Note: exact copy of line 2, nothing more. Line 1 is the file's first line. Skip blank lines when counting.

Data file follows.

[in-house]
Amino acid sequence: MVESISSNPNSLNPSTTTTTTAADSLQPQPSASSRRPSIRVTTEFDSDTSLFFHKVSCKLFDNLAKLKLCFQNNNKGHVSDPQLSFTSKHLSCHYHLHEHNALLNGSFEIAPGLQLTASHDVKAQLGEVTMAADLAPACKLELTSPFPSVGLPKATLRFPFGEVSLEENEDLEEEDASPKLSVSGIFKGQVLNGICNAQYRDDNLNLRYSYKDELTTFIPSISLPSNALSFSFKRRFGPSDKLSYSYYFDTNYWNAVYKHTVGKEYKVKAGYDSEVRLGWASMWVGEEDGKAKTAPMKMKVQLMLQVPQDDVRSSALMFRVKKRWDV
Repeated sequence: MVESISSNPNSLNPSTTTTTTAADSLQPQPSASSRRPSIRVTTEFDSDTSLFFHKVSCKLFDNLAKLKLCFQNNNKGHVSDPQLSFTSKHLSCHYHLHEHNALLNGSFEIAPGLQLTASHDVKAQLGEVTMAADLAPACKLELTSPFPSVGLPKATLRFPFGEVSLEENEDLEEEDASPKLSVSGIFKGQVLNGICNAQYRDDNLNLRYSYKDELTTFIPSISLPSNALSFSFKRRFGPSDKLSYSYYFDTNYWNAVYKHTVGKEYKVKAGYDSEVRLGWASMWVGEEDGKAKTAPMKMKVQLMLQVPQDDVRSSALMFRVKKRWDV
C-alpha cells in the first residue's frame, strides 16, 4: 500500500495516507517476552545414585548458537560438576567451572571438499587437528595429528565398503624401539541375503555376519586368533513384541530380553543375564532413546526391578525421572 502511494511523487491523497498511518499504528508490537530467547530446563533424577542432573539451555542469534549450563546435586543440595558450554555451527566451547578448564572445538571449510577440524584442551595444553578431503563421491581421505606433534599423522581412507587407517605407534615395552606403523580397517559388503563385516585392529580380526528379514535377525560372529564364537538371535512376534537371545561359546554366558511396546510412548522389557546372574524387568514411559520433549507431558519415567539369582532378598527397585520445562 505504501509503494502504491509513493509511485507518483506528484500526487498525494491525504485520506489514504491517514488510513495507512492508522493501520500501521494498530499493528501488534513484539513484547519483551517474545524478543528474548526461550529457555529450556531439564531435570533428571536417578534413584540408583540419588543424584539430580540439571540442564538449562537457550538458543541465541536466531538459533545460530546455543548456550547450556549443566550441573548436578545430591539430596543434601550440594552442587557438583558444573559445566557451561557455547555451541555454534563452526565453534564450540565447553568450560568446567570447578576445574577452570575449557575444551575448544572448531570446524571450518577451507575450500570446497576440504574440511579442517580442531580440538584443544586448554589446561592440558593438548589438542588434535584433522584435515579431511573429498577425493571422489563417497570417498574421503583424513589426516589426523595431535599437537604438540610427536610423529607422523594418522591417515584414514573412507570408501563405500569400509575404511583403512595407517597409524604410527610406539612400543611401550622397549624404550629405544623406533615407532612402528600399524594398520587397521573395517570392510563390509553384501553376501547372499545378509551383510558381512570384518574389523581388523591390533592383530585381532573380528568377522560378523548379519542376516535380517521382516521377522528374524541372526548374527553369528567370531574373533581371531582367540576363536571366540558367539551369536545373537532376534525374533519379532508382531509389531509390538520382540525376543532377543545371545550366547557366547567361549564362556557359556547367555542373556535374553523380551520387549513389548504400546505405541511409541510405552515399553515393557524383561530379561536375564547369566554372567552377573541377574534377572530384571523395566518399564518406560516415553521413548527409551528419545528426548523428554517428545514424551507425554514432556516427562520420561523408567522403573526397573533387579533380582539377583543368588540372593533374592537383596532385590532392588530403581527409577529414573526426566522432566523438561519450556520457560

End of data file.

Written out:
Amino acid sequence: MVESISSNPNSLNPSTTTTTTAADSLQPQPSASSRRPSIRVTTEFDSDTSLFFHKVSCKLFDNLAKLKLCFQNNNKGHVSDPQLSFTSKHLSCHYHLHEHNALLNGSFEIAPGLQLTASHDVKAQLGEVTMAADLAPACKLELTSPFPSVGLPKATLRFPFGEVSLEENEDLEEEDASPKLSVSGIFKGQVLNGICNAQYRDDNLNLRYSYKDELTTFIPSISLPSNALSFSFKRRFGPSDKLSYSYYFDTNYWNAVYKHTVGKEYKVKAGYDSEVRLGWASMWVGEEDGKAKTAPMKMKVQLMLQVPQDDVRSSALMFRVKKRWDV